Test Scores!

Given the political stakes in D.C. with the upcoming election I figured the release of the latest round of test scores would occasion a free-for-all.  But so far pretty measured.

Just as last year’s scores shouldn’t have been a cause for loads of celebration, this year’s shouldn’t cause people to freak out – especially because elementary scores seem to be slightly down across the city, in charter and non-charter public schools.   And regardless the overall trends are in the right direction (as Michael Casserly points out in the paper released by DCPS today) and some ebbs and flows are par for the course.

Update: Longer WaPo look at this.   Here’s the paradox of all the data that is now available.  On the one hand it’s giving a lot more analytic bite to understanding school performance.  But on the other it’s creating a short-term perspective on ups and downs, like following a sports team in the playoffs.   Here the overall trends are going in the right direction — in a city where for too long students faced catastrophically long odds of success — and so a one-year dip should be examined but it’s not cause for alarm.

In terms of the politics here, obviously the stronger message for Fenty and Rhee in an election year would be uninterrupted upward movement.  But they can credibly point to the overall trends and cite a lot of progress  under Rhee and have a credible and powerful message on education and these scores don’t really change that.  To counter that narrative, City Council Chairman Gray, who is challenging Fenty, released a set of education proposals the other day.  WaPo ed board unpacks here.

4 Replies to “Test Scores!”

  1. some ebbs and flows are par for the course.
    That would seem not to be the view of those who want to tie teacher evaluations and retentions to test scores, in particular the newest DCPS rock star, the principal of Sousa Middle school.

  2. we can make it a free-for-all, if you want?

    i love the notion from michael casserly in the wapo article, that test scores are kind of like the stock market! and that this is somehow desirable or ok.

    i’ve got a good bet we won’t treat the teachers as well as we’ve treated the bankers and their banks the last couple of years, if the scores keep reflecting the bull and bear cycles.

  3. Edlharris, I agree that the “ebbs and flows” argument suggests that a teacher should not be judged on one year’s worth of test scores. But I see nothing in that argument that prevents us from judging teachers on three or four years worth of scores, from which we should be able to discern trends and make more informed decisions.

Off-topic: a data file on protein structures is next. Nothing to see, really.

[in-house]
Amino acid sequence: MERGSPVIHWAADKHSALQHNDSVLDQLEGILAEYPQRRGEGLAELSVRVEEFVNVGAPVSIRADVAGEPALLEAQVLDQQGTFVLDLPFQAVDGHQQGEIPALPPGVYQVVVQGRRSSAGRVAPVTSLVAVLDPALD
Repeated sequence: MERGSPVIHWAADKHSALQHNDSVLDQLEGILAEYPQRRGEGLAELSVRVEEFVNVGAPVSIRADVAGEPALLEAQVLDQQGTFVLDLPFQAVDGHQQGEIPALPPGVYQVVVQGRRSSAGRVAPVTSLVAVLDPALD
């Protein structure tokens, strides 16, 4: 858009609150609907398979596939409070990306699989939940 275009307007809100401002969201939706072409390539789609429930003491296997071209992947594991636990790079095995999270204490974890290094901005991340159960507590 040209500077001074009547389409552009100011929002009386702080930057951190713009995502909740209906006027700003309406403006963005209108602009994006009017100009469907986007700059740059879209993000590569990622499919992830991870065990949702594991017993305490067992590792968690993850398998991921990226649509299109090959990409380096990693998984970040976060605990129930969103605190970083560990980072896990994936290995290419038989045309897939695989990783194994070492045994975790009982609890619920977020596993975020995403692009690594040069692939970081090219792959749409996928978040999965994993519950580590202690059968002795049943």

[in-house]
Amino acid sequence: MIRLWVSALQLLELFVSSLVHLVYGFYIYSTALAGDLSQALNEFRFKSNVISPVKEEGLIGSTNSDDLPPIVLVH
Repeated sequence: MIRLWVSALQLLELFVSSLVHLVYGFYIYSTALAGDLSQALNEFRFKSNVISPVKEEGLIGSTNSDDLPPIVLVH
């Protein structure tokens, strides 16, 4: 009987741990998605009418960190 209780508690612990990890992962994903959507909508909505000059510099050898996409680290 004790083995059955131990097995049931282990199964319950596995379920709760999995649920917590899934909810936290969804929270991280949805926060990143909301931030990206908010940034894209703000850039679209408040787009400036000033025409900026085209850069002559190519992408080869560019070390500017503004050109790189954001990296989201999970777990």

4. Probably not.
    But the professional education reformers toss around this evaluate by test scores as some cure-all.
    The ironic part to this idea that the engineer of using test scores to evaluate teachers over at the District of Columbia Public Schools, Jason Kamras, that while he was teaching math at Sousa Middle School in the District (which by the way was featured in the WPost in part due to the bullying tactics of its principal), the SAT-9 math scores dropped.

    Hmm. In both reading and math, the scores at Sousa were mostly going down during his tenure. And the school definitely did NOT make AYP, despite what his bio says. In fact, only about 14% of the 143 students at Sousa scored Proficient or Advanced in math that year; that’s about 20 students. Were they all Kamras’ students? I don’t know. If he had 4 or 5 classes of 20 to 25 students each, which is a normal teaching load, then he had from 80 to 125 students. Even if all of the ones who scored Proficient or Advanced were in Kamras’ classes, then 20 out of 80 is only 25% and 20 out of 125 is only 16%. Neither percentage would meet AYP in 2005. So, unless I(Guy Brandenburg) am making some grave error, the claims being made about Kamras’ student’s AYP scores don’t measure up.

    What is the value of having a *SUPERSTAR* teacher?

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